2011-03-20 Manning set to become an issue during Obama's Ireland visit

Obama Torture Poster Bradley Manning's inhumane treatment during his pretrial incarceration looks set to become a millstone around Obama's neck in his dealings with other countries.

Today, International Bradley Manning Support Day, marks also the announcement of a campaign to have the United States president arrested once he arrives on Irish soil, during a planned visit to the Western European democracy in May. The #ArrestObama #May22 campaign holds that Ireland has an obligation under international law to pursue and prosecute all those within its jurisdiction who carry out or authorize torture, or who permit torture to be carried out, or who obstruct bringing those who do so to justice.

The campaign makes the claim that Obama's failure to prosecute high-ranking Bush administration officials - as well as the cruel and inhumane treatment to which U.S. military whistleblower Bradley Manning is being subjected in the Marine brig in Quantico - constitutes ownership of responsibility for torture.

The campaign comes at an inconvenient moment for the new Fine Gael/Labour coalition government, elected mid-last-month in a landslide ousting of the previously dominant Fianna Fail party. The new government will be seeking to establish strong diplomatic ties with the United States, in the hopes that this will reap benefits in the face of Ireland's withering economic situation. In November, the last Irish government revealed that it had negotiated a deal with the International Monetary Fund, in response to the deepening crisis in the banking sector. Any matter that jeopardizes the precarious bargaining position of the tiny European state will likely frustrate the fledgling government.

This is not the first incident during which the United States torture policies have come into contact with Irish affairs. Irish governments are traditionally very friendly to Washington interests, as is revealed in the release of State Department cables in December and early January. State Department cable 07DUBLIN916 reveals that the Irish government knowingly colluded with the United States government, against the will of the Irish people, to enable secret rendition flights through an Irish airport to torture sites and detainee camps like Guantanamo Bay. Minister for Foreign Affairs, Dermot Ahern discussed with the ambassador ways in which NGO and public opposition to the use of the Shannon airport by the U.S. military could be defused, and requested of the U.S. diplomat that symbolic searches of planes could be carried out, in order to provide the Irish government political cover if it ever came out that rendition flights were occurring. WL Central covered this cable, among others, here.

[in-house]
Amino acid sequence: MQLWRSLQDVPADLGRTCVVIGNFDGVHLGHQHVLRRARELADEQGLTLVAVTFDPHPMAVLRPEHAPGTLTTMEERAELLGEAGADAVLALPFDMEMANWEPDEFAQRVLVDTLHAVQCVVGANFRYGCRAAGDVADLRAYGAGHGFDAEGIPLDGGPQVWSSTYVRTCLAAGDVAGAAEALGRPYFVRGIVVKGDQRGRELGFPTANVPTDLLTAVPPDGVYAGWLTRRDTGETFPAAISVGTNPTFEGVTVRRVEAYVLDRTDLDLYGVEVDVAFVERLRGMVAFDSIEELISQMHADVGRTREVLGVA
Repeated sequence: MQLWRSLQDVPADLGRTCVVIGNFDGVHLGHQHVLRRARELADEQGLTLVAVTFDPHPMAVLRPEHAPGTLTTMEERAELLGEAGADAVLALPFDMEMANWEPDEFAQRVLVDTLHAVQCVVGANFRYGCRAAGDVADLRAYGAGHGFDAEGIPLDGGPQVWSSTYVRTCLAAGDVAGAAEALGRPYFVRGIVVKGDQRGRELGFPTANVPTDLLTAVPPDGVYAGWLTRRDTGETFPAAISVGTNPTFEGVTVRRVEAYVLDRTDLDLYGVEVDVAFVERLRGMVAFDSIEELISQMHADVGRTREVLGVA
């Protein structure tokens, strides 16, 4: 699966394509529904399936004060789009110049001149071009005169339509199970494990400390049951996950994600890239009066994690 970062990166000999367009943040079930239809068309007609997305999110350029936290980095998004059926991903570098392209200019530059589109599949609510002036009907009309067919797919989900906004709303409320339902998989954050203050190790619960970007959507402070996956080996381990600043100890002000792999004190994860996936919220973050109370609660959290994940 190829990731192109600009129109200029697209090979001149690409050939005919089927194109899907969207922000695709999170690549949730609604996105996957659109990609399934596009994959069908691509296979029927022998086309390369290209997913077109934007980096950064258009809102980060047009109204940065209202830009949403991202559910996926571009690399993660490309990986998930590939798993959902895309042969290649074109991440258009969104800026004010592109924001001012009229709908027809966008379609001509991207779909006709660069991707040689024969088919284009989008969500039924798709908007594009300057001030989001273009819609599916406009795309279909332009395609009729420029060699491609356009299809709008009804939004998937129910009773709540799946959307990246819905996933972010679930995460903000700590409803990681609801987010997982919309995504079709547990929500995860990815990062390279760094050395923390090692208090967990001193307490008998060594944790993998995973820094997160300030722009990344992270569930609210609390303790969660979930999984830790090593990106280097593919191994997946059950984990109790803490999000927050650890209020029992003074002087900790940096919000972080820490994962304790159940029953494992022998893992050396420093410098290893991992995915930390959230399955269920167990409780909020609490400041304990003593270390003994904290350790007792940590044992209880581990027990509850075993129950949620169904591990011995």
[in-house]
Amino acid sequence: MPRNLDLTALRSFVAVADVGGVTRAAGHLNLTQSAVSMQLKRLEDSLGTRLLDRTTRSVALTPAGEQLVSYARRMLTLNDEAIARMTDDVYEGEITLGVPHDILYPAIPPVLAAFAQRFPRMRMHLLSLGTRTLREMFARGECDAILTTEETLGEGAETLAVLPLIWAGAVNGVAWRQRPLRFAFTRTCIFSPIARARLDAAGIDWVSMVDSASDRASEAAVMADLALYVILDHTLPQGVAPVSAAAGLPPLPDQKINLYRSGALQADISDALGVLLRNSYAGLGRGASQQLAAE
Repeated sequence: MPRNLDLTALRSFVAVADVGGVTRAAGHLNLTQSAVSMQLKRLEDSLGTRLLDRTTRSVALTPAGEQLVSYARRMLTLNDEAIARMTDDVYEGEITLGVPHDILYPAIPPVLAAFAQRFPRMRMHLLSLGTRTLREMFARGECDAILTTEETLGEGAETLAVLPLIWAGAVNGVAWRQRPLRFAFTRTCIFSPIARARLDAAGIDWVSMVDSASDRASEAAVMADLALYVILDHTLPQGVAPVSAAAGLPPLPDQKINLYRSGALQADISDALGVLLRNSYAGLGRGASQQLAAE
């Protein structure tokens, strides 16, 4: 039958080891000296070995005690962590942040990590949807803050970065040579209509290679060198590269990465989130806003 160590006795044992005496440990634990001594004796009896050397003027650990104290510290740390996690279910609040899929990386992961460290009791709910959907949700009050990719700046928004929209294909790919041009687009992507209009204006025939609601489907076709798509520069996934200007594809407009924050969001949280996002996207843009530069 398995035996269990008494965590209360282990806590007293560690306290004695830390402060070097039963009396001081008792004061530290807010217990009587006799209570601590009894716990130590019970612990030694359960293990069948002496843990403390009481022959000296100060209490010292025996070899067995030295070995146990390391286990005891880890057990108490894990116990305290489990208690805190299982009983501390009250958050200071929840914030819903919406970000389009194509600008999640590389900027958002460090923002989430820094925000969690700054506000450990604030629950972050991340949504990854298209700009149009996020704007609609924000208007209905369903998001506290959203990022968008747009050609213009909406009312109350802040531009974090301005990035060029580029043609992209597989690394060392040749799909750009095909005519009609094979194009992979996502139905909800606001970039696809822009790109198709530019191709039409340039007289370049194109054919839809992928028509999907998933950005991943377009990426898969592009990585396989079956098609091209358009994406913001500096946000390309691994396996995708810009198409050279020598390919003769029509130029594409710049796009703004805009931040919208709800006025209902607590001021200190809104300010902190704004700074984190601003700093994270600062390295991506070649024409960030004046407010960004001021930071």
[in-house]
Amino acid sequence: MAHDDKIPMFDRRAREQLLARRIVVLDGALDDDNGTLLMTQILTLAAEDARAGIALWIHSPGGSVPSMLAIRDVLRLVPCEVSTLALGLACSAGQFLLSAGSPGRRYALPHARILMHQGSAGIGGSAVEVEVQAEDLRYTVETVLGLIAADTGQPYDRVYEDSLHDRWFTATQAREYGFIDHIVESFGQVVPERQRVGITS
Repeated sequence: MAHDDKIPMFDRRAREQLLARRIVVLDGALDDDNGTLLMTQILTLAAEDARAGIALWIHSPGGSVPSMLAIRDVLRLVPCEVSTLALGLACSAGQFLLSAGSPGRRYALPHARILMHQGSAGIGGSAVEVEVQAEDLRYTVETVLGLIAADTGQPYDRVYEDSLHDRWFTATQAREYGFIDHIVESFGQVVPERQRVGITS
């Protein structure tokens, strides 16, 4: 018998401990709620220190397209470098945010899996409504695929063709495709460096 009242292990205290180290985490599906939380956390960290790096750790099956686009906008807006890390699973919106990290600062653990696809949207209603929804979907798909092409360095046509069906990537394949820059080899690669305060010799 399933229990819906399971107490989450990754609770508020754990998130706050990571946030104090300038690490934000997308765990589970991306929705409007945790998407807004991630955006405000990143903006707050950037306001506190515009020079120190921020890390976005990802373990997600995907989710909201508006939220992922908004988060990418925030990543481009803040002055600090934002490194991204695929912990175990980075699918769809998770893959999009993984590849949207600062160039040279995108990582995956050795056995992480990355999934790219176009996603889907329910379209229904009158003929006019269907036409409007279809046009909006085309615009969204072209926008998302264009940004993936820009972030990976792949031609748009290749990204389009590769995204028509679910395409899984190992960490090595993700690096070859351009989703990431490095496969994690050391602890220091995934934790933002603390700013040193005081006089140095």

The campaign to arrest Obama represents a transference of the torture-association from the Bush administration to the Obama administration. Attempts to prosecute high ranking Bush administration officials were carried out in Canada and in France, and only this February, George W. Bush was forced to cancel a visit to Switzerland in avoidance of another prosecution attempt. As Glenn Greenwald noted PJ Crowley's forced resignation after criticizing the Department of Defense's treatment of Manning, last week, has forced the world to acknowledge that Manning's treatment is not the disconnected effort of stray personnel, but the actual Obama policy. It is becoming clear that the treatment of Bradley Manning under the Obama administration is beginning to erode the international goodwill felt towards Obama, who presented himself during his 2008 election campaign as the antidote to George W. Bush's poison. For a president who campaigned on transparency and whistlebower protection, the irregular treatment of Manning looks likely to become an international liability with the publics, if not the governments, of U.S.-friendly states.

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